Heritage varieties abound in The Workhouse garden
The Workhouse vegetable garden has always played an important role in the lives of inmates, be it labouring in the garden, spreading night soil or harvesting produce. Today, visitors can sample the plentiful supply of vegetables and admire the heritage varieties grown while reflecting on their visit to The Workhouse.
The team of volunteer gardeners at The Workhouse labour long and hard to re-create the vegetable garden that would have served the needs of the staff and inmates in Victorian times. Most of the vegetables and fruit grown are heritage varieties in a range of colours and always bursting with flavour.
The vegetable garden has something to offer each season from Victoria and Albert rhubarb in early spring to marrows and squashes which add a splash of colour in the autumn.
This year, our hardworking gardeners have sown British Queen potatoes, beetroot varieties in traditional red but also yellow and white. Have a look out for Barabietola di Choggia which has red and white rings. You can eat it raw when it is cut into thin slices or why not try our popular tried and tested chocolate beetroot brownie recipe? If the rabbits don’t get there first, we should be cropping the full range of coloured carrots this year. Originally grown as a medicinal plant, they were even used as an aphrodisiac.
" 2019 has been a year of ups and downs in the kitchen garden. Most of these were caused by the weather which ranged from really dry to excessively wet. Our beans did amazingly well, the tender, young plants were protected from the rabbits unlike most of the other vegetables! We are very appreciative of the staff at Brackenhurst (Nottingham Trent University) who sow our pumpkins, squashes and cabbages in their greenhouses. Our new gooseberries and redcurrants are growing well so we should have a decent crop from them in 2020. "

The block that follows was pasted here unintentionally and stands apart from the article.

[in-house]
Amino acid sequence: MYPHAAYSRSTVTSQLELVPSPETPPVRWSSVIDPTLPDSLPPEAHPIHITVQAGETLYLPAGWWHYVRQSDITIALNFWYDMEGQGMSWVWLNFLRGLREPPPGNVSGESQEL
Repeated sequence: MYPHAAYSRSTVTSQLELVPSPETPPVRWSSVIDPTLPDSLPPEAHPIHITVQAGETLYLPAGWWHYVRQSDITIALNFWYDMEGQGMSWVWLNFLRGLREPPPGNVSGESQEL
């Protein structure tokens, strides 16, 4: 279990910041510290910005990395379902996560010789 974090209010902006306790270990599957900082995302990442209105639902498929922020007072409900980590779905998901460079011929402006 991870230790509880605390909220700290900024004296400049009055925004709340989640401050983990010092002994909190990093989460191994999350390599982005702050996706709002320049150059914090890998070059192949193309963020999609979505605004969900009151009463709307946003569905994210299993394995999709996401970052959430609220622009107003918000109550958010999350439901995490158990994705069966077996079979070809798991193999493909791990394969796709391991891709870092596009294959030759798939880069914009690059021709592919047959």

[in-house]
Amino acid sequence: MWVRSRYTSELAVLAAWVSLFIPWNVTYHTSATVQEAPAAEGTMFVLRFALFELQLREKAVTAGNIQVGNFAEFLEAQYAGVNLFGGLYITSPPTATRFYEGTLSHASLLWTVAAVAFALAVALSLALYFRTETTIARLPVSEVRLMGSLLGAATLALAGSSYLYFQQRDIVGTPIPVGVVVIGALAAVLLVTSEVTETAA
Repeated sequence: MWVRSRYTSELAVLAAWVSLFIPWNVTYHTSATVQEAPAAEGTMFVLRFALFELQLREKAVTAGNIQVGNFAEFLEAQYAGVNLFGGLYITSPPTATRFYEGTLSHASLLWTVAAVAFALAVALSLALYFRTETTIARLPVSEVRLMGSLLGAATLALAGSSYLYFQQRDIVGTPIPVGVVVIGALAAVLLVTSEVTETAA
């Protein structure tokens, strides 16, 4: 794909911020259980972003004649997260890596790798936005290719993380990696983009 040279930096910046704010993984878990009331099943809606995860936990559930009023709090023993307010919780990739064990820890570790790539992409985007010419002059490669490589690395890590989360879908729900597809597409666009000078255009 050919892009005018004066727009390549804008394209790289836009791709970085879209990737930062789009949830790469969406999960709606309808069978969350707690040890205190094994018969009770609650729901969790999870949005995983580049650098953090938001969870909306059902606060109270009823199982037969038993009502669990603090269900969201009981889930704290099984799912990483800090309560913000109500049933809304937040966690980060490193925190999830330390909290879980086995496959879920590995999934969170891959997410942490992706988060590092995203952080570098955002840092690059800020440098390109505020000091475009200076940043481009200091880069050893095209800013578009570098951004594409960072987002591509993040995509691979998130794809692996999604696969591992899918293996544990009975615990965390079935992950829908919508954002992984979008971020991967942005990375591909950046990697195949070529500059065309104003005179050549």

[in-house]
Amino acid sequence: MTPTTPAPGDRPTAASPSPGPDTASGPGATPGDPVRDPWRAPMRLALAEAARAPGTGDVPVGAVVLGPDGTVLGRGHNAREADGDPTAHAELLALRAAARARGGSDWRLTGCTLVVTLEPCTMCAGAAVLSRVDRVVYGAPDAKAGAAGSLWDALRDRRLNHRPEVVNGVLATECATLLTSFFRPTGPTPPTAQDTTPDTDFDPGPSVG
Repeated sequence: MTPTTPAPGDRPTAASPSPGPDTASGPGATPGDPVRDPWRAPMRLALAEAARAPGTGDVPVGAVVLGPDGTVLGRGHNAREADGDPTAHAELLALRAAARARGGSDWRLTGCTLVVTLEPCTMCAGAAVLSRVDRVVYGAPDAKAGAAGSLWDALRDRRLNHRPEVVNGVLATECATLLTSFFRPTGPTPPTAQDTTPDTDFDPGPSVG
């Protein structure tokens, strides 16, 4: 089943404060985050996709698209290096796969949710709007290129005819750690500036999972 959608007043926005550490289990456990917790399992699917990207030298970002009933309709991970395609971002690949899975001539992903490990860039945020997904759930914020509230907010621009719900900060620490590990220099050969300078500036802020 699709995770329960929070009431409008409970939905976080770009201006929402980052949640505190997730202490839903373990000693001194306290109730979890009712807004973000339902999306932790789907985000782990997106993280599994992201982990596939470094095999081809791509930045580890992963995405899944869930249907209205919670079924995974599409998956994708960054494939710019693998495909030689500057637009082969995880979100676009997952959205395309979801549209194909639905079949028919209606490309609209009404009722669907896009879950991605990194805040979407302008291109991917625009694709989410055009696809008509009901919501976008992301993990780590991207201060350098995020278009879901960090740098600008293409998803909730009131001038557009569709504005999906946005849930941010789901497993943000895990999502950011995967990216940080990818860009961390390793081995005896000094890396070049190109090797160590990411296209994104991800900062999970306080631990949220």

The garden you can see today was recreated in 2004 on the site of the original vegetable garden which provided food for the inmates, with any surplus being sold off to generate income. The vegetables would have added some interest to the monotonous diet of bread and watery gruel which was the mainstay of the pauper diet. Although fruit trees were planted there is no evidence of the produce being included in the pauper diet and it was probably solely for consumption by the Master and his household.
The Bramley apple trees are over 100 years old and have a special connection with the local area, as Southwell is the home of the Bramley apple. The original seedling was planted by a local girl over 200 years ago and the town still hosts an annual celebratory festival in October.
Every Saturday during August, the volunteer gardeners don pauper costumes to tend the gardens (not that easy in heavy skirts and clogs) and help visitors pick vegetables to take home. Tasty salads made with 'fat lazy blond' lettuce or 'tall telegraph' beans make a great supper dish and recipes can be found on the vegetable barrow.